Reuters Health Information (2013-01-21): One in six chronic hepatitis C patients may have a contraindication to standard treatment
One in six chronic hepatitis C patients may have a contraindication to standard treatment
Last Updated: 2013-01-21 12:00:12 -0400 (Reuters Health)
NEW YORK (Reuters Health) - About one in six of the estimated 5 million U.S. patients with chronic hepatitis C (HCV) has a contraindication to standard treatment with pegylated interferon and ribavirin, researchers say.
"When we designed the study, we expected that the rate of these contraindications would be higher than we discovered," Dr. Andrew H. Talal from the State University of New York, Buffalo, told Reuters Health by email. "The fact that the majority of the contraindications are reversible or readily treatable was another surprising aspect."
The study, published online January 7 in Alimentary Pharmacology & Therapeutics, was funded in part by Genentech Inc. and F. Hoffmann-La Roche Ltd; some of the authors are employees of Genentech.
Dr. Talal and colleagues used data from the General Electric Centricity electronic medical record dataset to determine how many people with HCV in the general population would be ineligible for therapy with pegylated interferon plus ribavirin because of medical and psychiatric problems.
Previous research from VA Medical Centers suggested that just over two-thirds (67.8%) of veterans referred for HCV treatment were ineligible according to standardized HCV treatment criteria; only 11.8% of those diagnosed with HCV between 1999 and 2003 received a prescription for antiviral therapy.
In this study, which included 45,690 patients diagnosed with HCV between 2004 and 2009, 7,903 (17.3%) had contraindications to therapy. Most (6,928, 87.6%) had only one contraindication.
Patients with contraindications were more likely to be younger, female, white, not currently married, and receiving Medicaid or Medicare health coverage than those without contraindications to treatment.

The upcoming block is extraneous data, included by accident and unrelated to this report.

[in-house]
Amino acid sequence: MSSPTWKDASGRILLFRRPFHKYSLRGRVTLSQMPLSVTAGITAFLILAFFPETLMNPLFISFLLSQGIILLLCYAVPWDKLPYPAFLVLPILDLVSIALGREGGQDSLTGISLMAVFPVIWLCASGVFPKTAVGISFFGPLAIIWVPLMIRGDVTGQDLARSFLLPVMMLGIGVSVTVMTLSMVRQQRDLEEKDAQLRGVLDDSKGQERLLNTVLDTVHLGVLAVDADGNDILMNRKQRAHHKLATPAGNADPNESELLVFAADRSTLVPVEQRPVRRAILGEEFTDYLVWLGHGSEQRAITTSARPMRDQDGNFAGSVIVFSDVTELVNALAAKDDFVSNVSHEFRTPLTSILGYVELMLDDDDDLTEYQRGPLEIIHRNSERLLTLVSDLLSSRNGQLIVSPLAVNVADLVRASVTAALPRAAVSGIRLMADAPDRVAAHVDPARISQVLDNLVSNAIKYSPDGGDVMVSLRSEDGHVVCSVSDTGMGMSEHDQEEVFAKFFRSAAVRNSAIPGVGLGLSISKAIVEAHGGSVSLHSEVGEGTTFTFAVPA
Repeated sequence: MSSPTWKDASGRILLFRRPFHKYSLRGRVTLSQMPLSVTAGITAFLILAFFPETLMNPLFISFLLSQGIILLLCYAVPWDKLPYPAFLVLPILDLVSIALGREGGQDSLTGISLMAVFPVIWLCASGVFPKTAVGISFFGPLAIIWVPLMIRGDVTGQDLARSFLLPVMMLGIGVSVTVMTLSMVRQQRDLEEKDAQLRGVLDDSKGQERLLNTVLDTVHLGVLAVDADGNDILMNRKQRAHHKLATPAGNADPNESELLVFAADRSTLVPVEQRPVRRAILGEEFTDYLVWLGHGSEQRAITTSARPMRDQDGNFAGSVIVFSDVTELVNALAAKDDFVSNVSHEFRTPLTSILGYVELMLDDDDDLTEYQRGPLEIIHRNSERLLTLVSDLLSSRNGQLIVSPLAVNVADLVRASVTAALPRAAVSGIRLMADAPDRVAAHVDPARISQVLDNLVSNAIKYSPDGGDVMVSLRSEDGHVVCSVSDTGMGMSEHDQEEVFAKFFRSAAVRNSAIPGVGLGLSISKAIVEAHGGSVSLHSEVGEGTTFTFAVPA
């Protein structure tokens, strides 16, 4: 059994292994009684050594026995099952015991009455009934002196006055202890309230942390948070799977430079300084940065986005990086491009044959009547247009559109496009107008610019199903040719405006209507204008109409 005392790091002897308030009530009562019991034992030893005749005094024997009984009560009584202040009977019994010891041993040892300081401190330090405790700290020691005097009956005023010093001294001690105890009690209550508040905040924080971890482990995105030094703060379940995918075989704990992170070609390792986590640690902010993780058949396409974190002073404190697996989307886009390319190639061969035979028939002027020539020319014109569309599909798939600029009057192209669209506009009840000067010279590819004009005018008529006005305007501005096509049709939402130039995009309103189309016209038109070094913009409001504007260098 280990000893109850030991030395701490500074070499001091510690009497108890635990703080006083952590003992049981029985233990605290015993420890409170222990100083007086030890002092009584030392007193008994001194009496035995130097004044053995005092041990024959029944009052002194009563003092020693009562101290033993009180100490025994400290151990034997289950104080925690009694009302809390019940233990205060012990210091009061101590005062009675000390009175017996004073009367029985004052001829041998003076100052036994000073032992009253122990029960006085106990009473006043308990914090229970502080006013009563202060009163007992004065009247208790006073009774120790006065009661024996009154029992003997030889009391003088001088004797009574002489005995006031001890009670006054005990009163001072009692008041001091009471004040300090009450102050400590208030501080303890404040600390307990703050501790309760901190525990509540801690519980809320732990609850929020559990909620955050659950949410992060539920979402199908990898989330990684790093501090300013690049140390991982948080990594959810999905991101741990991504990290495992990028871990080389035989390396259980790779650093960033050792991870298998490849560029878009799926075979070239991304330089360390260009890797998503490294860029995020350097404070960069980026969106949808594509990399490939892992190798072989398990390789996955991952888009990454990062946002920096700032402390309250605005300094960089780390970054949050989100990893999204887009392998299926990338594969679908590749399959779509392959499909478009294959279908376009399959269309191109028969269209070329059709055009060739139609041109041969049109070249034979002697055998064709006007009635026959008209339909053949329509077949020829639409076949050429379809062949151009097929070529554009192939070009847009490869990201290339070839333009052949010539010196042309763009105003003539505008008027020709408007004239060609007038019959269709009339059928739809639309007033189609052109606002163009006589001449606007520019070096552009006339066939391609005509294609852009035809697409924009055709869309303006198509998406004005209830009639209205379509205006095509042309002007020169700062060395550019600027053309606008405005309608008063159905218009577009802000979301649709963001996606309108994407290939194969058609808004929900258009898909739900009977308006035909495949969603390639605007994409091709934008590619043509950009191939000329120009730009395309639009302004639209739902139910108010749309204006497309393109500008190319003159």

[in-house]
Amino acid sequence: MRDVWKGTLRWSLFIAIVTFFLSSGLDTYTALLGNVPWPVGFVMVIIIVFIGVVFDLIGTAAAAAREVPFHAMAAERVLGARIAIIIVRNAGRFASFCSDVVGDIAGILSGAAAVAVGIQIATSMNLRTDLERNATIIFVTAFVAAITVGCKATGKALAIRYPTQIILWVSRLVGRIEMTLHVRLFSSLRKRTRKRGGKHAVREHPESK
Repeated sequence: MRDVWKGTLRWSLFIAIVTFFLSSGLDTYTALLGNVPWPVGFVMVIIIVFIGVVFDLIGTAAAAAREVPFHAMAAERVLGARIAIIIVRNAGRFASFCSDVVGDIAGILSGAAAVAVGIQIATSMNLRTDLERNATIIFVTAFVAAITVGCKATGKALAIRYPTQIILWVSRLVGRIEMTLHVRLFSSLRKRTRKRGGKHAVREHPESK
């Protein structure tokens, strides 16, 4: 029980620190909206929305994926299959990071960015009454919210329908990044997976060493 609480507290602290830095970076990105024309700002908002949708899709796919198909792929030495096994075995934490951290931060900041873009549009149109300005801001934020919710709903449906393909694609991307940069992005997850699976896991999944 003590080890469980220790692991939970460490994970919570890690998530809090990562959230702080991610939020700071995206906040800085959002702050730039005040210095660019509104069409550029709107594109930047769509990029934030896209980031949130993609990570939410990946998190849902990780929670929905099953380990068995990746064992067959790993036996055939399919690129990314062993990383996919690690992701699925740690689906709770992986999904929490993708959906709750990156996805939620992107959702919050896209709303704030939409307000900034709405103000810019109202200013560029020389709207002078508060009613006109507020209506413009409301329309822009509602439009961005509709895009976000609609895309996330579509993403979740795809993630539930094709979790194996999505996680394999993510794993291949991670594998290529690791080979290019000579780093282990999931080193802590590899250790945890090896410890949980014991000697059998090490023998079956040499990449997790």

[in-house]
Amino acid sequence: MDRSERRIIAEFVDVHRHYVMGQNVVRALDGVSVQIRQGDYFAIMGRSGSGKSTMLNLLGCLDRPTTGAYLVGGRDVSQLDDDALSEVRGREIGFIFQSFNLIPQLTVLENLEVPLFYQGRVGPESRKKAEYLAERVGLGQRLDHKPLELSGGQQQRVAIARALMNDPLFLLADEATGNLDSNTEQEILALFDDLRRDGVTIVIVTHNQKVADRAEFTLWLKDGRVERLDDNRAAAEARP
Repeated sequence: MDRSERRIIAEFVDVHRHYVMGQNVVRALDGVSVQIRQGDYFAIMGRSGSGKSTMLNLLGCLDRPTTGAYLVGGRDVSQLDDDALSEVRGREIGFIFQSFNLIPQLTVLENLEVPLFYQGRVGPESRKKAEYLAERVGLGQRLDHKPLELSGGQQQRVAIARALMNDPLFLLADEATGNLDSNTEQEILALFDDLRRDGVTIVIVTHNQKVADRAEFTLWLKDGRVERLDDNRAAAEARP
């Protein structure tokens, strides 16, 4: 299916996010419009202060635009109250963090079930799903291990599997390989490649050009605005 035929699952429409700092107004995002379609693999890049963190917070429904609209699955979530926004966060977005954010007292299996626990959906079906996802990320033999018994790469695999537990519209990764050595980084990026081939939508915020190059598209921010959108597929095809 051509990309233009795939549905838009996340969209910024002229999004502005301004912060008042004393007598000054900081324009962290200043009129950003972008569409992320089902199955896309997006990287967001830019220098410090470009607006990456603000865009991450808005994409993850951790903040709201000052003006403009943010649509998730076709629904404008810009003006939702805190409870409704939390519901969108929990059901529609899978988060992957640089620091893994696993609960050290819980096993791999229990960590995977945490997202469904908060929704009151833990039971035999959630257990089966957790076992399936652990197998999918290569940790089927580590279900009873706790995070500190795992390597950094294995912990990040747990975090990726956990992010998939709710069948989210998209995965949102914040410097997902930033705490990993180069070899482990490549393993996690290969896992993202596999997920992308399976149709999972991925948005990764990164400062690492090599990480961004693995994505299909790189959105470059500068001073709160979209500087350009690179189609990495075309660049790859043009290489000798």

The most common contraindications were bipolar disorders (6.5%), anemia (5.9%), and pregnancy (1.9%).
"As such," the researchers note, "many contraindications observed in the current analysis are relative (and/or modifiable) or transient and therefore many patients could potentially benefit from current pegylated interferon-containing triple therapies or future pegylated interferon- or ribavirin-free regimens."
In contrast, conditions common in the general population (myocardial infarction, acute coronary syndromes, and depression) were usually not identified as contraindications.
"I think that the main message is that the vast majority of contraindications to pegylated interferon/ribavirin are reversible or potentially modifiable before treatment," Dr. Talal said. "Therefore, physicians need to very carefully assess the severity of contraindications and their potential treatment prior to deeming an individual ineligible for HCV treatment."
"The fact that the contraindications are higher in special populations, such as that found in the VA, is another important aspect of the work," Dr. Talal said. "I think that these findings should encourage physicians to search, especially for those contraindications that are the most prevalent, and to seek to modify them if the physician believes that they might interfere with a patient's ability to tolerate treatment."
"These findings should encourage further research to determine why patients have been reluctant to pursue HCV therapy," Dr. Talal added. "We know that a large percentage of those who know that they are HCV infected have elected not to proceed with HCV therapy for various reasons and we now know, as a result of this research, that contraindications to therapy are not as important an obstacle as we might have expected previously."
"Therefore," Dr. Talal concluded, "I think that additional interventions will need to be pursued to educate patients and providers on the importance of HCV treatment and to determine the additional reasons why a large percentage of those who are infected have not yet been treated."
Aliment Pharmacol Ther 2013.